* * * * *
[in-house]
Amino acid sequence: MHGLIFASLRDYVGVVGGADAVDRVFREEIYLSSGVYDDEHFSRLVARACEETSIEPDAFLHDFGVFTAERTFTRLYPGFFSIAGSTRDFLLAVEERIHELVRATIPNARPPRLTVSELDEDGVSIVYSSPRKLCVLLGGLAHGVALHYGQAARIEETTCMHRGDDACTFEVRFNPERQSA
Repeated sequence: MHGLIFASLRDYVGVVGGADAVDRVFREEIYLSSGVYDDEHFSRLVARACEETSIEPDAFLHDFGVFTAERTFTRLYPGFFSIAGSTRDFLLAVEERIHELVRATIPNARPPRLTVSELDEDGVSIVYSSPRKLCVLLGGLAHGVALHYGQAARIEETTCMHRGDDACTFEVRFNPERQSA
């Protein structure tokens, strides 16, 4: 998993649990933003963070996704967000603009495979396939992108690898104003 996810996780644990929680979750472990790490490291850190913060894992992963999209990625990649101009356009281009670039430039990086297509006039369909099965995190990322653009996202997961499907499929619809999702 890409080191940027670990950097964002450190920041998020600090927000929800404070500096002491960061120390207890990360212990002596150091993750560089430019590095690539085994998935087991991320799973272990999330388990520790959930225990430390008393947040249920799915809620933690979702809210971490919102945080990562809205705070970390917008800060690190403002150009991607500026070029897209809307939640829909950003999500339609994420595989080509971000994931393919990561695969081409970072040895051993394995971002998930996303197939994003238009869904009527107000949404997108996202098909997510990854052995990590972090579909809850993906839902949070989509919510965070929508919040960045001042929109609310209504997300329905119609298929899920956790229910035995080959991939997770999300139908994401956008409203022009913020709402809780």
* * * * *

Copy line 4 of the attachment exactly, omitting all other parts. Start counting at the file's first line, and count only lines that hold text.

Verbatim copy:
């Protein structure tokens, strides 16, 4: 998993649990933003963070996704967000603009495979396939992108690898104003 996810996780644990929680979750472990790490490291850190913060894992992963999209990625990649101009356009281009670039430039990086297509006039369909099965995190990322653009996202997961499907499929619809999702 890409080191940027670990950097964002450190920041998020600090927000929800404070500096002491960061120390207890990360212990002596150091993750560089430019590095690539085994998935087991991320799973272990999330388990520790959930225990430390008393947040249920799915809620933690979702809210971490919102945080990562809205705070970390917008800060690190403002150009991607500026070029897209809307939640829909950003999500339609994420595989080509971000994931393919990561695969081409970072040895051993394995971002998930996303197939994003238009869904009527107000949404997108996202098909997510990854052995990590972090579909809850993906839902949070989509919510965070929508919040960045001042929109609310209504997300329905119609298929899920956790229910035995080959991939997770999300139908994401956008409203022009913020709402809780």